Raoul Graf is a talented Australian singer-songwriter and frontman with a growing reputation. The owner also of a Sydney-based record label and booking agency Um and Ah, Graf first came to public attention in the late eighties as the vocalist in Bell Jar, a group which he founded with friends while still at school. When Bell Jar split up in 1990 shortly after releasing their debut album ‘Glass’, Graf formed his current band, renowned live act The Infidels, with whom he sings and plays acoustic guitar. The Infidels have released three albums to date, two studio recordings ‘3am in the Morning’ (1994) and ‘Road to Hanna’ (1996) and also a concert record ‘Here Comes Johnny’ (1999). Now Graf has got together with Brisbane cult hero Ed Kuepper, and in what is both a unique collaboration and his first outing as a solo artist, has put out the most popular and acclaimed album of his career so far, ‘Splinters’. Kuepper, who produced and arranged and also played guitars on ‘Splinters’, was the guitarist in The Saints, whose 1976 single ‘I’m Stranded’ was one of the classics of the punk era. Since leaving The Saints early in 1978, he has released over twenty albums both as a solo artist and with his groups Laughing Clowns and The Aints, and, one of Australia’s most versatile and eclectic musicians, has recorded music in a wide variety of styles, including, as well as punk, jazz, folk, rock ‘n’ roll, gospel and rhythm and blues. Much in demand as a producer as well, Kuepper has been friends with Graf since the time of Bell Jar, and had worked with him briefly before, producing one of the tracks off the ‘Glass’ album, ‘Bitter Taste’. Essentially a rock album, ‘Splinters’ also has elements of blues, country and folk, and was recorded in a fortnight at the studio Kuepper has in recent years regularly used for recording, Electric Avenue, in Sydney, It was co-released in Australia in October by Um and Ah and another Sydney label Phantom Records, and was released in Britain as an import in March . Merging together Kuepper’s electric guitarwork with Graf’s acoustics, ‘Splinters’ also features Infidels keyboardist, Johnny Gauci ; backing vocalist, Rachel Holmshaw, and the two other members of Kuepper’s latest band The Oxley Creek Playboys, bassist Alex Compton and drummer Simon Cox. “ ‘Splinters’ has got some incredible reviews over here in Australia” Graf enthuses in a Pennyblackmusic interview . “More than any album I have ever done. It got four and a half out of five stars in Rolling Stone, and every other review has also been glowing. There have been lots of articles about it and in itself it has sold double the last Infidels record.” “The whole thing was based around Ed trying to find my right voicing” he says. “He had always thought there was something in my voice which hadn’t been caught on record previously.” As a result, the production on ‘Splinters’ has more potency and force than on any of Graf’s other previous recordings and his voice, fluctuating often in the same song between world weariness and innocence , has more conviction and depth than ever before. “It is not the kind of record that I would perhaps have gone out and made” Graf admits. “If it had been me that was turning the dials I would have gone for something very different. That’s the great thing about it. I can listen to it and think “Oh well ! I can see what Ed brought to it”.” “Ed just focused in on something that I wouldn’t have normally focused on” he adds. “He was able to bring to it a harshness and brutality that was needed. Otherwise it would have been too soft and nice.” Kuepper, who is listed as co-writer with Graf on eight of the eleven songs on ‘Splinters’, was also involved in the lyric writing, taking Graf’s original compositions and editing them and suggesting changes. “Ed’s pretty full on about what he does and he didn’t want anything less than the perfect to represent him and his involvement. He went through and toothpicked all the lyrics and I changed a fair few of them for him because he thought that they were too colloquiaL or whatever.” The resulting album, while describing places and situations often principal to Australia, has a timeless quality and, melancholic in style and tone, a sadness to it that is universal in its outlook. The pivotal track on the recording, ‘Californian Switch’, is about the building of the Snowy Mountains hydroelectrics system two hundred and fifty odd miles South West of Sydney by teams of largely immigrant workers in the fifties and sixties. The Switch of the title was a device used by the workers to bring explosives by rail to blast rock so that the system and its dams could be built. In the course of the scheme’s construction, many workers were killed or badly injured in accidents, and Graf took his inspiration for this song from a friend of his Austrian immigrant father who lost friends and part of his foot whilst working on the project. “My Dad was ill in hospital, and his friend, this German guy, came to visit him” Graf recalls “ He began to talk about his life and working on the scheme , and he just captivated me. He started telling me about all the accidents that happened and going into detail about the Californian Switch and all the equipment and the scaffolding and how they did it and what it was like to work with the Norwegians and the Americans. It was fascinating. I went home straight after the hospital and wrote the song. I ended up going out to interview him at his house another time and taping it, and while it didn’t in the end fit right, Ed and I worked also with trying to put it to a backing track.” ‘Californian Switch’ acts on the album as “a metaphor in general for relationships and loss”. While it has the broadest perspective of all the tracks on the album doing this by depicting lives in the balance ; the inevitability of change and the often failed promise that beginning a new life in a new country can bring , many of the other songs on ‘Splinters’ on a smaller scale also tackle these twin themes. One song “Fly North” is about the bitter collapse of a love affair, and ,with one of its characters preparing to run away from the city into the country and the North, Graf says that it reminds him too of “touring, playing in bars with ducks on the wall, all those awful times in county towns.” ‘Postcards from Melbourne’, which is about another romance at an end and “the most personal song” on the album, “is about a relationship with someone that hurt me”, while the final song “Everything I’ve Got”, a reappraisal of an old Ed Kuepper song, meanwhile depicts the start of a sexual liaison with the woman as the aggressive partner. It is “ a great turnaround idea about relationships, a really different way of looking at things. It is brutal, but it is also clever.” Graf several months on from Splinter’s recording and Australian release remains appreciative of Kuepper’s help and support. “It is a real compliment to me’ he says with modest pride about his friend “That someone like Ed Kuepper whose own songs are so fantastic and clever was enjoying playing my songs to the extent that he got totally into them and more involved than he initially thought he would with them.” The two have continued to collaborate together. and with Johnny Gauci providing back-up on keyboards, the pair spent much of May playing dates and touring Australia together under the name of The Splintermen. “We’ve been playing a mixture of stuff really” Graf reflects. “A couple more of my songs plus all the songs from the record, some of which we have stretched out.” Graf has also played a string of solo dates to promote ‘Splinters’ , and has also toured recently with The Infidels, who continue to remain a passion and a concern. “We are very folk-based now, and have been using mandolins, violins and accordions.” he says, describing the group’s current status. “ We have been listening to stuff like Sweethearts of the Rodeo and acts like Richard Buckner and The Jayhawks, all who are influences.” His next step will be another album with Kuepper. What form this album will take, and whether it will be a Raoul Graf, a Splintermen or even an Infidels record is still to be decided, but work will begin on it in Brisbane in the early Autumn. With next year planned for its release, Graf and Kuepper’s collaboration seems set to run for a long time yet to come.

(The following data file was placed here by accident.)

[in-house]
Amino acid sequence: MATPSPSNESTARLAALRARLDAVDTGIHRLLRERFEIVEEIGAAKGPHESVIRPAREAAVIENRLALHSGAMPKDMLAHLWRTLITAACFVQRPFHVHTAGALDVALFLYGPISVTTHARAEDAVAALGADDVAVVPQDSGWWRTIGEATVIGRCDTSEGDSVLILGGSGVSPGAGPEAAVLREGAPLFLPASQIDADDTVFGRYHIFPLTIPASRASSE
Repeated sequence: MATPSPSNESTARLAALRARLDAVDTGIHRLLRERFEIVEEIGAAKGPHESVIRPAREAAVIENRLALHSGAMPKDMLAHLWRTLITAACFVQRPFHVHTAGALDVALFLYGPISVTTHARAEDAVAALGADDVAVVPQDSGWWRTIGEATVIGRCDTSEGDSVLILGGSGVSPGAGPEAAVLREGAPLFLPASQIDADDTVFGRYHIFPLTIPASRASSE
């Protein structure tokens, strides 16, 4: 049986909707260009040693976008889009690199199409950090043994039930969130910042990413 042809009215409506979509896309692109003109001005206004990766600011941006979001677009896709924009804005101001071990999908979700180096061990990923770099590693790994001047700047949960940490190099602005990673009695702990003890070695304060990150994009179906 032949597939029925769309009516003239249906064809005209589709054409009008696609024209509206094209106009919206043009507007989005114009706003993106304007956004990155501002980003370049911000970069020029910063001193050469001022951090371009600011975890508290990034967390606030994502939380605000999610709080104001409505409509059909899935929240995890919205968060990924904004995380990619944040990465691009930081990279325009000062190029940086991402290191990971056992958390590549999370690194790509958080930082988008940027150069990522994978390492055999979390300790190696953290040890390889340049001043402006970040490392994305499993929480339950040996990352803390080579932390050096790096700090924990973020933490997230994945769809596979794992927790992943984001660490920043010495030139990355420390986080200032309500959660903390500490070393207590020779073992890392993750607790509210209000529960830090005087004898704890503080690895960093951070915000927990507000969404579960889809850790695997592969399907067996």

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Raoul Graf - Interview

Raoul Graf - Interview

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Splinters (2001)
Australian singer-songwriter Raoul Graf has for many years been on the edge of success. A gifted talent, but one never quite fashionable enough to fit in with record company trends, he has, however,